- - Thursday, December 26, 2019

Florida Gov. Ron DeSantis wants to restore civics in public schools. Worried that students are graduating ignorant of how America’s system of government works, he announced that he’s instructing Education Commissioner Richard Corcoran to have all seniors take the test administered to immigrants applying for citizenship.

While I agree on the importance of political understanding, I have reservations about the governor’s attachment to civics. With education so imbued with “progressive” ideology, and even the Founding Fathers dismissed as intractable racists, what’s to keep civics classes from becoming just another means to run down the country?

Nevertheless, it’s important for young people to understand how our system works. A good start would be recognizing that there are four pillars on which our republic is based:

First is the right to life. Human life must be inviolable from conception to natural death. If it isn’t, the state determines when life is of value and when it isn’t. That means government officials can decide whether we live or die. They can declare who is a person. In essence, the state can set the terms of reality. And when that happens, all other rights are forfeit.

The second pillar is a commitment to the common good. There’s a strong strain of libertarianism in American society. The idea that I have the right to do whatever I wish, as long as it doesn’t impinge on the rights of others is attractive and superficially plausible, because it seems to reflect the basic assumptions of American freedom.



Certainly, we strive to maintain a high degree of individual liberty, but we know that the very fact that everyone has their own rights places limits on individualism. This is what justifies imposing such restraints on private behavior as speed limits. Additionally, there are times when we must act collectively to meet a common need or confront a common danger. That can require great personal sacrifice, as in the case of the military draft. But common good supersedes individual will.

The third pillar is subsidiarity. This is the understanding that different levels of authority are responsible for different functions, and that needs are best met at the lowest level possible. It’s what undergirds our federal structure. We have local authorities (cities, counties, school districts, etc.), we have state governments and we have a national government.

Under the principle of subsidiarity, human needs are best addressed at the level closest to the individual, beginning with the family. In point of fact, most needs can be met at the family level, as they were in the past. Unfortunately, the movement to increase governmental size and power has undermined the autonomy of families to such an extent that we now tend to look first to government to solve our problems.

The fourth pillar is solidarity. This implies pride in our country’s history and in the Judeo-Christian moral heritage on which the nation is based. It also requires a sense of unity among those who share our commitment to America’s principles and the U.S. Constitution.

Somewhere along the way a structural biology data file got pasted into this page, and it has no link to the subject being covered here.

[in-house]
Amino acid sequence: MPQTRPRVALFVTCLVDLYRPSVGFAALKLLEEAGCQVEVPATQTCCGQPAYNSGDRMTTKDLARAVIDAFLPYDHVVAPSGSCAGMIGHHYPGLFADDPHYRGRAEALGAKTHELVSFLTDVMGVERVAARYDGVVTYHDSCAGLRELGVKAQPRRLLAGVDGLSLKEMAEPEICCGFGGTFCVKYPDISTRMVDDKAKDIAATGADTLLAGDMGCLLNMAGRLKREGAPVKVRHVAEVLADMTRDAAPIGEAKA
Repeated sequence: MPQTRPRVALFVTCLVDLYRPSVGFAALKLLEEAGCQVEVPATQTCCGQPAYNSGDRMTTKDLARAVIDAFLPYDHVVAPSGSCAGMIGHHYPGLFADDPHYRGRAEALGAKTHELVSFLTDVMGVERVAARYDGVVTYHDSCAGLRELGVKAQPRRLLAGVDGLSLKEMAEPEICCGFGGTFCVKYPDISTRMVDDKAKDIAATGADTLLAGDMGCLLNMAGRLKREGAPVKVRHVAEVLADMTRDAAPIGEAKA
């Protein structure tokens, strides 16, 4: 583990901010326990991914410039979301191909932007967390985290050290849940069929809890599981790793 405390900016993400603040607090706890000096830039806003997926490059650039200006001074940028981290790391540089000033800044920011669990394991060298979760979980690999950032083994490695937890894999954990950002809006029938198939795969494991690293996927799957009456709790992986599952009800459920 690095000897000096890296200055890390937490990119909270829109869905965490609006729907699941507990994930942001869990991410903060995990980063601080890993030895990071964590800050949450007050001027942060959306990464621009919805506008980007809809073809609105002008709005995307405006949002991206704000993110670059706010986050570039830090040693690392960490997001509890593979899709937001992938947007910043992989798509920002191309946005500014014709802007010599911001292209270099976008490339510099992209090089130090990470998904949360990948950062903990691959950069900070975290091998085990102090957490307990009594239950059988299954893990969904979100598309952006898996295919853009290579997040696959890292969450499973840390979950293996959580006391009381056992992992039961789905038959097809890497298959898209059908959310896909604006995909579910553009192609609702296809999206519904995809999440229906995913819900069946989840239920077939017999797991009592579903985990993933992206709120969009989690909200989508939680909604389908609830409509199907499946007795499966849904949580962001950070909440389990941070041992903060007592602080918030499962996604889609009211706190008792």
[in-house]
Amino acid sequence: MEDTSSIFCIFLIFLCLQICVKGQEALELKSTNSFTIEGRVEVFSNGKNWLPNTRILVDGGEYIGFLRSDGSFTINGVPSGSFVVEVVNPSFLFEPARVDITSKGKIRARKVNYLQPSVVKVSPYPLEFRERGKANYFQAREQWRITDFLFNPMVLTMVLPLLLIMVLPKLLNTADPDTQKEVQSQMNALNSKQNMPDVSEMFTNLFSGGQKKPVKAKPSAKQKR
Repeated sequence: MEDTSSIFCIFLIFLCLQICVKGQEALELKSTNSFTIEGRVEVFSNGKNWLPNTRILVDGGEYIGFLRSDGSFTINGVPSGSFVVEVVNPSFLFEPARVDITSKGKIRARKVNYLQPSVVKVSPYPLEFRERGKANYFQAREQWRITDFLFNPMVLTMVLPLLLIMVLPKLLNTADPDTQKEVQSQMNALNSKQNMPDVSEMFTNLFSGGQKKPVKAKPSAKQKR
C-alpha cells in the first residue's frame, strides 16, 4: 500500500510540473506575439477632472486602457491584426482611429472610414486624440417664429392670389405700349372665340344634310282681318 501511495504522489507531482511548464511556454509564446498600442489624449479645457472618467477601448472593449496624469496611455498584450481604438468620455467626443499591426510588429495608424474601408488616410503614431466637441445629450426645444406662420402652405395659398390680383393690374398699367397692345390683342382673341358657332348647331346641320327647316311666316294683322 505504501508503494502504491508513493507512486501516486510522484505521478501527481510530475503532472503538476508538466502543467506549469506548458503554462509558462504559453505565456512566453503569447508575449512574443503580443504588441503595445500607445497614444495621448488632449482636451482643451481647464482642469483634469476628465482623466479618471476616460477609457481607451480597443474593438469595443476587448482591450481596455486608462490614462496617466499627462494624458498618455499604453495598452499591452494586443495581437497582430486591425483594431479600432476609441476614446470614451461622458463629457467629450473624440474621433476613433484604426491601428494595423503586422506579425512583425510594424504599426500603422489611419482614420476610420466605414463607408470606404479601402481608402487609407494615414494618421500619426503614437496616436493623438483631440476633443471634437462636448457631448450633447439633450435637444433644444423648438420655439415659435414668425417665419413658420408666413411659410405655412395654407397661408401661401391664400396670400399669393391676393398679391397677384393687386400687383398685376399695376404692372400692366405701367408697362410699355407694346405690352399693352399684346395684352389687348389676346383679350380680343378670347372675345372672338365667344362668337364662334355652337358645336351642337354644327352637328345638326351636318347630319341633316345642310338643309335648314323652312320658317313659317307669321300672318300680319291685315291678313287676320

Our history, our principles, our Constitution, even the concept of morality itself, are under attack. Hence, my reservations about Mr. DeSantis’ hopes for civics education. I think we would do better to emphasize revitalization of the nation’s churches.

We’ve seen the influence of faith on politics before. In the 18th century, America experienced the Great Awakening. This was a grassroots religious revival that swept the colonies. Not only did it bring people to faith, it motivated them to demand independence.

The Great Awakening emphasized the dignity of the human person. It stressed that the Bible says man is made in God’s image and likeness. It is God, not government, who sets the parameters by which people should be treated. We are saved, by faith, not by adherence to ideas considered politically correct at a particular moment in time.

Many churches have been tainted by compromise with the values of the world. It’s no mystery that people — especially young people — abandon organized religion, when what they hear from the pulpit is less inspiring than what they can get from the Hallmark Channel.

But there is no more compelling message than the message of the Gospel. And the network of churches and religious institutions built so arduously over centuries still exists (if somewhat reduced) to transmit that message, if only we can bring it back on track.

We need God more than ever right now. We must not be dissuaded by the popular, though wrong, assumption about America’s separation of church and state — that because we have no established church, the public square must be cleansed of all religious ideas.

Act on your faith. Call upon religious leaders to speak the truth forcefully. Show your faith to your representatives by insisting on legislation that reflects traditional values. Strengthen the four pillars.

Save the nation.

• Michael P. Orsi, a priest of the Diocese of Camden, New Jersey, currently serves as parochial vicar at St. Agnes Parish in Naples, Florida. He is host of “Action for Life TV.” 

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